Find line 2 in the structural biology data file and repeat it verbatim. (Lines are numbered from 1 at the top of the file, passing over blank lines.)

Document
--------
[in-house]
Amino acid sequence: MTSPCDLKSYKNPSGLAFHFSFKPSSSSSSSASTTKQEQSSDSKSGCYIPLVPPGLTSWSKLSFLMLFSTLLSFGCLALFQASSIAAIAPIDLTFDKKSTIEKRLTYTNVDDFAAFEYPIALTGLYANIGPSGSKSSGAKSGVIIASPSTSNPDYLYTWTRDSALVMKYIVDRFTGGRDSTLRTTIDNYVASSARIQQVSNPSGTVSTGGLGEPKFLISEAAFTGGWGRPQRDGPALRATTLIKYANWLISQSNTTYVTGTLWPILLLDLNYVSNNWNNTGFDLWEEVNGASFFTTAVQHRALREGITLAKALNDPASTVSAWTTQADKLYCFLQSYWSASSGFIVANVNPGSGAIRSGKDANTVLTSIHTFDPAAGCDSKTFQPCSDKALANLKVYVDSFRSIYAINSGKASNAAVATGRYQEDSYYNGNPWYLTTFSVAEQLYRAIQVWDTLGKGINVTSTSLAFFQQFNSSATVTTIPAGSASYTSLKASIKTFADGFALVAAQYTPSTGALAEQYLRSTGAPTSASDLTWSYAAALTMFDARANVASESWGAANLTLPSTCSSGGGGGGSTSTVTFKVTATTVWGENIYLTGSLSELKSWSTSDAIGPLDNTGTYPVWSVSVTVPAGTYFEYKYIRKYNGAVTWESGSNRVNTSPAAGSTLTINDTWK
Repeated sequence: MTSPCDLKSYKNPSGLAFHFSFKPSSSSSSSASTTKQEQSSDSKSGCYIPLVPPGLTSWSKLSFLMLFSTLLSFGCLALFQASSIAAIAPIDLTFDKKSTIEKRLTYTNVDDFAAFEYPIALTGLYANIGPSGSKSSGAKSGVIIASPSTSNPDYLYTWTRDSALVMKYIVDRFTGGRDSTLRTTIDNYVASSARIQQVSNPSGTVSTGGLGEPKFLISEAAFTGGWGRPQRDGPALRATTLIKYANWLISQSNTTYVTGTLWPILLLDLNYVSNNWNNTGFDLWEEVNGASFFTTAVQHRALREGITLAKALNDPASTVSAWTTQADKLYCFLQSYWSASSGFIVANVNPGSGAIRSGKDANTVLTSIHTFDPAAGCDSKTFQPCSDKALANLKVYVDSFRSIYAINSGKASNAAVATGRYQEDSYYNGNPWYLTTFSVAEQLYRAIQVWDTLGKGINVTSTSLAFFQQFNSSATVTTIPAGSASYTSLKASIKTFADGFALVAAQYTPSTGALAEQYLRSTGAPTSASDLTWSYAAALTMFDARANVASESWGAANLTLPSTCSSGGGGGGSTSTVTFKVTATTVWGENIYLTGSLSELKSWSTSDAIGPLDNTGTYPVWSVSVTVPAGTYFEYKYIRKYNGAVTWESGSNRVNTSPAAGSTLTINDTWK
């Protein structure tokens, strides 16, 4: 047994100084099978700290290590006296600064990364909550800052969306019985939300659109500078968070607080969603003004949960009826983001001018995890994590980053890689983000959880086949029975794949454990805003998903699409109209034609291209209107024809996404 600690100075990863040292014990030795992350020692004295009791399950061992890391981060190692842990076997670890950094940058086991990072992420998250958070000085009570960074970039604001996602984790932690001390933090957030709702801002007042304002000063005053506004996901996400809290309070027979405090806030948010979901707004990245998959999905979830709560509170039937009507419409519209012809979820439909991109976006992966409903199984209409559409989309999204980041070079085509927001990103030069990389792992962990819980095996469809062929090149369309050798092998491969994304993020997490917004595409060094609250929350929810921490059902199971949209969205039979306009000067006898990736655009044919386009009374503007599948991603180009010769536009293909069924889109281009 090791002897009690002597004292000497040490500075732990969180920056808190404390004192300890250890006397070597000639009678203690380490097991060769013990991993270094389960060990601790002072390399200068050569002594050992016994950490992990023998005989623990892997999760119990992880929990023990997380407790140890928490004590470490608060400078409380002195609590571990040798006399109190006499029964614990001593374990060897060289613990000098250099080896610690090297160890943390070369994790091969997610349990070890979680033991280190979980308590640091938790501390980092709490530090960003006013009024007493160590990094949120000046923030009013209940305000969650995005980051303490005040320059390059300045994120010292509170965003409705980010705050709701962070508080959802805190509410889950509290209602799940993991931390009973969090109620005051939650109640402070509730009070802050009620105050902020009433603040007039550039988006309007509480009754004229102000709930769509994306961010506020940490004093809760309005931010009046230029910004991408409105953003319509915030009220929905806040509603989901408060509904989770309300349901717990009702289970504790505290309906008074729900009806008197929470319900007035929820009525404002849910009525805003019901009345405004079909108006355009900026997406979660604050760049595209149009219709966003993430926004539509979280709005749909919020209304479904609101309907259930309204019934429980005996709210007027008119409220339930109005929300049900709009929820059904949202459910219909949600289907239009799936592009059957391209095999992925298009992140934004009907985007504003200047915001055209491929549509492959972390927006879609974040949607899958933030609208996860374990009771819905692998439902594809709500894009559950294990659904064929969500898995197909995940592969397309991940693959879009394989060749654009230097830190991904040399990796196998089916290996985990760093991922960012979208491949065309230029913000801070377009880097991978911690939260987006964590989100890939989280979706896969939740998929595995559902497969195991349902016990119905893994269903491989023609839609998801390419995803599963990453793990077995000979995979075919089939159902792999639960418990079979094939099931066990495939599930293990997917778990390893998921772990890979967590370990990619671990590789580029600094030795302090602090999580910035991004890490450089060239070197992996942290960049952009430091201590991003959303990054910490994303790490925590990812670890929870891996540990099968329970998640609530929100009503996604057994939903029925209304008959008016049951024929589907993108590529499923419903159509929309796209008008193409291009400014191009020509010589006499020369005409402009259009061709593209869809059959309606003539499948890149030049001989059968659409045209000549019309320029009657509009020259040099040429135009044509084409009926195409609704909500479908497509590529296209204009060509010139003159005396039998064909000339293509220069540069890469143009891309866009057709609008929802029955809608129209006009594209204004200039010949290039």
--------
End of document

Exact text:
Amino acid sequence: MTSPCDLKSYKNPSGLAFHFSFKPSSSSSSSASTTKQEQSSDSKSGCYIPLVPPGLTSWSKLSFLMLFSTLLSFGCLALFQASSIAAIAPIDLTFDKKSTIEKRLTYTNVDDFAAFEYPIALTGLYANIGPSGSKSSGAKSGVIIASPSTSNPDYLYTWTRDSALVMKYIVDRFTGGRDSTLRTTIDNYVASSARIQQVSNPSGTVSTGGLGEPKFLISEAAFTGGWGRPQRDGPALRATTLIKYANWLISQSNTTYVTGTLWPILLLDLNYVSNNWNNTGFDLWEEVNGASFFTTAVQHRALREGITLAKALNDPASTVSAWTTQADKLYCFLQSYWSASSGFIVANVNPGSGAIRSGKDANTVLTSIHTFDPAAGCDSKTFQPCSDKALANLKVYVDSFRSIYAINSGKASNAAVATGRYQEDSYYNGNPWYLTTFSVAEQLYRAIQVWDTLGKGINVTSTSLAFFQQFNSSATVTTIPAGSASYTSLKASIKTFADGFALVAAQYTPSTGALAEQYLRSTGAPTSASDLTWSYAAALTMFDARANVASESWGAANLTLPSTCSSGGGGGGSTSTVTFKVTATTVWGENIYLTGSLSELKSWSTSDAIGPLDNTGTYPVWSVSVTVPAGTYFEYKYIRKYNGAVTWESGSNRVNTSPAAGSTLTINDTWK